MacMillan: The Confession of Isobel Gowdie, etc / Davis

Album Summary

>MacMillan, James : The World's Ransoming, for cor anglais & orchestra (Part I of Triduum, an Easter triptych)
>MacMillan, James : The Confession of Isobel Gowdie, for orchestra
Conductor Ensemble Composer

Notes & Reviews:

The witch-hunts of the Scottish Reformation were the inspiration for James MacMillan's 'The Confession of Isobel Gowdie', which launched his international career at its 1990 BBC Proms premiere. In 1662, Isobel Gowdie, from Nairn in Scotland, was strangled at the stake and burned in pitch after having confessed to being a witch and consorting with the devil. Composer James MacMillan (b. 1959) was drawn by the dramatic potential of this horrific event to compose what he calls "the requiem that Isobel Gowdie never had." James MacMillan wrote, "I have tried to capture the soul of Scotland in music and [the work's ] outer sections contain a multitude of chants, songs and litanies (real and imagined) coming together in a reflective outpouring..."

Gramophone Magazine
Sir Colin Davis and the LSO bring out the mainstream qualities of James MacMillan's orchestral music. With such assured playing, you're more conscious than ever of the ways in which both these works offer new angles on that archetypal battle between good and evil in which rampant percussion and snarling wind and brass fail to prevail against aspiring strings.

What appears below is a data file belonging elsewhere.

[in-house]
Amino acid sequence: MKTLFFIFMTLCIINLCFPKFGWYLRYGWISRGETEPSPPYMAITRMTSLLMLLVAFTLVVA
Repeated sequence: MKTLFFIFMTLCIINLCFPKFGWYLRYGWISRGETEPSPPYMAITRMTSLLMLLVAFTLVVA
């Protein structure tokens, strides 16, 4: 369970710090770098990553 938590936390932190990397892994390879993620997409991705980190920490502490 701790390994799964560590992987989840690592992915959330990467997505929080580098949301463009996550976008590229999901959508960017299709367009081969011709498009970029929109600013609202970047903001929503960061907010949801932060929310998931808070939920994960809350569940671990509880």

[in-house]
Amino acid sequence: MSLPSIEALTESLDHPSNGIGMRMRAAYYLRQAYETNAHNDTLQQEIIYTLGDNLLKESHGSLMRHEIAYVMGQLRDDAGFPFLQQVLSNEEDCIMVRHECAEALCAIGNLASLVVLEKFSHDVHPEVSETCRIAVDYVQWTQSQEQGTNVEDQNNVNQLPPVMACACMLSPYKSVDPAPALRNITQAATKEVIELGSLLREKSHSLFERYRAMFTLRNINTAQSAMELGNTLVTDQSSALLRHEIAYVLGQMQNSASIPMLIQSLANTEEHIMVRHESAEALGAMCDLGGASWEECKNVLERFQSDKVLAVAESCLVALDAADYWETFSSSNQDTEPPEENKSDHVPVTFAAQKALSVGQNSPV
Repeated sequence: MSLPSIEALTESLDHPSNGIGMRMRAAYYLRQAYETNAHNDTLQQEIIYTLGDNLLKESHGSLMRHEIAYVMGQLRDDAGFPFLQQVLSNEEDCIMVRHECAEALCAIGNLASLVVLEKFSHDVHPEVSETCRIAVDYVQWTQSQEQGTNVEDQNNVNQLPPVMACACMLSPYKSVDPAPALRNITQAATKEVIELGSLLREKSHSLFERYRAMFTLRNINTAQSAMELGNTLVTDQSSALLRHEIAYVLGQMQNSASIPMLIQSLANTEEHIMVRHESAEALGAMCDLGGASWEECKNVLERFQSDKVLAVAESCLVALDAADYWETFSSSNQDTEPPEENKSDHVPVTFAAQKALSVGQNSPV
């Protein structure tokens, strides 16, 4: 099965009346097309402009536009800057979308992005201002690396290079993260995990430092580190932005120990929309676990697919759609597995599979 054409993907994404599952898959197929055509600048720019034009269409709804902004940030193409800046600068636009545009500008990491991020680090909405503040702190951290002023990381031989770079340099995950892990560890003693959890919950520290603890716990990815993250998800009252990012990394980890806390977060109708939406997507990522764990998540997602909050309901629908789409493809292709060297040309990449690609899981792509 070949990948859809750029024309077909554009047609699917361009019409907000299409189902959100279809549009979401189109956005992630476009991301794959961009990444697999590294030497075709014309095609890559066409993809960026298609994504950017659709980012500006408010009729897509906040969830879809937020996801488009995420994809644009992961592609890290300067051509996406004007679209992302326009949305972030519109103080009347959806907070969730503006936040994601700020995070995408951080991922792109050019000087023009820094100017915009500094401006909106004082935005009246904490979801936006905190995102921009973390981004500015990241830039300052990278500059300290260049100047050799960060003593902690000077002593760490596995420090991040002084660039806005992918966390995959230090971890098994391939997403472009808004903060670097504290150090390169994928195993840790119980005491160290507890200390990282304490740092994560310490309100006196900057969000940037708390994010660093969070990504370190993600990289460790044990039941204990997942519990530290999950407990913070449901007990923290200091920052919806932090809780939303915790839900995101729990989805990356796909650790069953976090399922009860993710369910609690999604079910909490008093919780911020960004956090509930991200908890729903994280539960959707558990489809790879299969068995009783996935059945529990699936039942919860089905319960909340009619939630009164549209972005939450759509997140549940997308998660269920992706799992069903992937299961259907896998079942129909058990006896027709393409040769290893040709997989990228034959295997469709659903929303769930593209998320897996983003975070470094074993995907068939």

Reviews

There are currently no reviews, be the first one!
Login or Create an Account to write a review
 

Also Purchased



Previous


Next


Works Details

>MacMillan, James : The World's Ransoming, for cor anglais & orchestra (Part I of Triduum, an Easter triptych)
  • Conductor: Colin Davis
  • Ensemble: London Symphony Orchestra
  • Notes: Composition written: 1996.
  • Running Time: 22 min. 14 sec.
  • Period Time: Contemporary
  • Written: 1996

>MacMillan, James : The Confession of Isobel Gowdie, for orchestra
  • Conductor: Colin Davis
  • Ensemble: London Symphony Orchestra
  • Notes: Barbican, London, England (02/21/2007/03/03/2007)
  • Running Time: 25 min. 50 sec.
  • Period Time: Contemporary
  • Written: 1990